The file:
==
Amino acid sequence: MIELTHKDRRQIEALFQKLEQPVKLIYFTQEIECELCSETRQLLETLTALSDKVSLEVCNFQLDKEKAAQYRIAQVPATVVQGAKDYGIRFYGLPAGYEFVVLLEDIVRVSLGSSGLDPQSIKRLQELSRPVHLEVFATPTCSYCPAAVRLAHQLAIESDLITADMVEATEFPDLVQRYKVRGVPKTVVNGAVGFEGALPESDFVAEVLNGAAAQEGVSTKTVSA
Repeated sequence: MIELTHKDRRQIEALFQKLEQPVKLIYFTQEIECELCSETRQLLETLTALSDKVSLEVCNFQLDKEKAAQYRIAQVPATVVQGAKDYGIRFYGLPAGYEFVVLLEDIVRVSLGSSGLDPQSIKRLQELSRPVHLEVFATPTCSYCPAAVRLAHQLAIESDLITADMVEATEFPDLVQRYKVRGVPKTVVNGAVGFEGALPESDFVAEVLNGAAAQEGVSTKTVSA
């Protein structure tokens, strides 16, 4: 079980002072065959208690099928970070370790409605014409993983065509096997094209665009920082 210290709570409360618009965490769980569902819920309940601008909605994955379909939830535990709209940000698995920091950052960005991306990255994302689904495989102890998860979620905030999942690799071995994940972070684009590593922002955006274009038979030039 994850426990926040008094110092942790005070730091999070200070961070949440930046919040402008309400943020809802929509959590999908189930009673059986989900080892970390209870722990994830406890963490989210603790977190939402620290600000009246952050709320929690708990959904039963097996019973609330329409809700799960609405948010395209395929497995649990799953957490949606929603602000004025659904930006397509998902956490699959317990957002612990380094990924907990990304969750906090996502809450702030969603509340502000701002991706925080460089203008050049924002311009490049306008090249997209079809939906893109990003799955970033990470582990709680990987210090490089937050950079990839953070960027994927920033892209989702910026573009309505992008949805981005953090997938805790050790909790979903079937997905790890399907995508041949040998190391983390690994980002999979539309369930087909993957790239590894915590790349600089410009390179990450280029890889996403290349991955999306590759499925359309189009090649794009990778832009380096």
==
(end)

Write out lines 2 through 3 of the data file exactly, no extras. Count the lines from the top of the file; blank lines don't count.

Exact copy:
Repeated sequence: MIELTHKDRRQIEALFQKLEQPVKLIYFTQEIECELCSETRQLLETLTALSDKVSLEVCNFQLDKEKAAQYRIAQVPATVVQGAKDYGIRFYGLPAGYEFVVLLEDIVRVSLGSSGLDPQSIKRLQELSRPVHLEVFATPTCSYCPAAVRLAHQLAIESDLITADMVEATEFPDLVQRYKVRGVPKTVVNGAVGFEGALPESDFVAEVLNGAAAQEGVSTKTVSA
């Protein structure tokens, strides 16, 4: 079980002072065959208690099928970070370790409605014409993983065509096997094209665009920082 210290709570409360618009965490769980569902819920309940601008909605994955379909939830535990709209940000698995920091950052960005991306990255994302689904495989102890998860979620905030999942690799071995994940972070684009590593922002955006274009038979030039 994850426990926040008094110092942790005070730091999070200070961070949440930046919040402008309400943020809802929509959590999908189930009673059986989900080892970390209870722990994830406890963490989210603790977190939402620290600000009246952050709320929690708990959904039963097996019973609330329409809700799960609405948010395209395929497995649990799953957490949606929603602000004025659904930006397509998902956490699959317990957002612990380094990924907990990304969750906090996502809450702030969603509340502000701002991706925080460089203008050049924002311009490049306008090249997209079809939906893109990003799955970033990470582990709680990987210090490089937050950079990839953070960027994927920033892209989702910026573009309505992008949805981005953090997938805790050790909790979903079937997905790890399907995508041949040998190391983390690994980002999979539309369930087909993957790239590894915590790349600089410009390179990450280029890889996403290349991955999306590759499925359309189009090649794009990778832009380096």